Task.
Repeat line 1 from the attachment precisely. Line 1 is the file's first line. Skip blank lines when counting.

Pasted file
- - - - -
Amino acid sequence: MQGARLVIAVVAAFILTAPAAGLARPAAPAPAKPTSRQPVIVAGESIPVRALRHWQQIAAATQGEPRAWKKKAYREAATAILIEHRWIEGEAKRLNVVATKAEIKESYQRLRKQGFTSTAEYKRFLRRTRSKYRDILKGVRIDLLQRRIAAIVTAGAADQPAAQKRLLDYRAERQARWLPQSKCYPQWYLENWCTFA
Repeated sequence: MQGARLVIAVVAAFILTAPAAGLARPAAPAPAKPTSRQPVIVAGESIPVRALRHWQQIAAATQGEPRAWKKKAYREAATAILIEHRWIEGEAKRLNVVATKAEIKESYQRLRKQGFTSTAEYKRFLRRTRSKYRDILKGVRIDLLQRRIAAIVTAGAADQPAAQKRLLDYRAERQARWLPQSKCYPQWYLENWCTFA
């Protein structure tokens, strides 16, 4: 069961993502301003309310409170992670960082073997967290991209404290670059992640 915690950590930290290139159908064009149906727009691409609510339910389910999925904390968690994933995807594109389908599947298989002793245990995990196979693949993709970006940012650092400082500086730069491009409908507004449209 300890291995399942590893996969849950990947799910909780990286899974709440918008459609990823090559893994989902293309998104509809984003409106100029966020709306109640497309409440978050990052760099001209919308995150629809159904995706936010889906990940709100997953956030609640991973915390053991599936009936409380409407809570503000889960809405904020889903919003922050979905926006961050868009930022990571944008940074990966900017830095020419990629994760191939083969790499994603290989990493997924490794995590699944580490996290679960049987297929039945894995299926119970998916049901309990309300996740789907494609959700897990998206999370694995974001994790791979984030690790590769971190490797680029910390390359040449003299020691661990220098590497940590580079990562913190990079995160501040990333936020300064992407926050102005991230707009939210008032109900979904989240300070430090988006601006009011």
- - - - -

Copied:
Amino acid sequence: MQGARLVIAVVAAFILTAPAAGLARPAAPAPAKPTSRQPVIVAGESIPVRALRHWQQIAAATQGEPRAWKKKAYREAATAILIEHRWIEGEAKRLNVVATKAEIKESYQRLRKQGFTSTAEYKRFLRRTRSKYRDILKGVRIDLLQRRIAAIVTAGAADQPAAQKRLLDYRAERQARWLPQSKCYPQWYLENWCTFA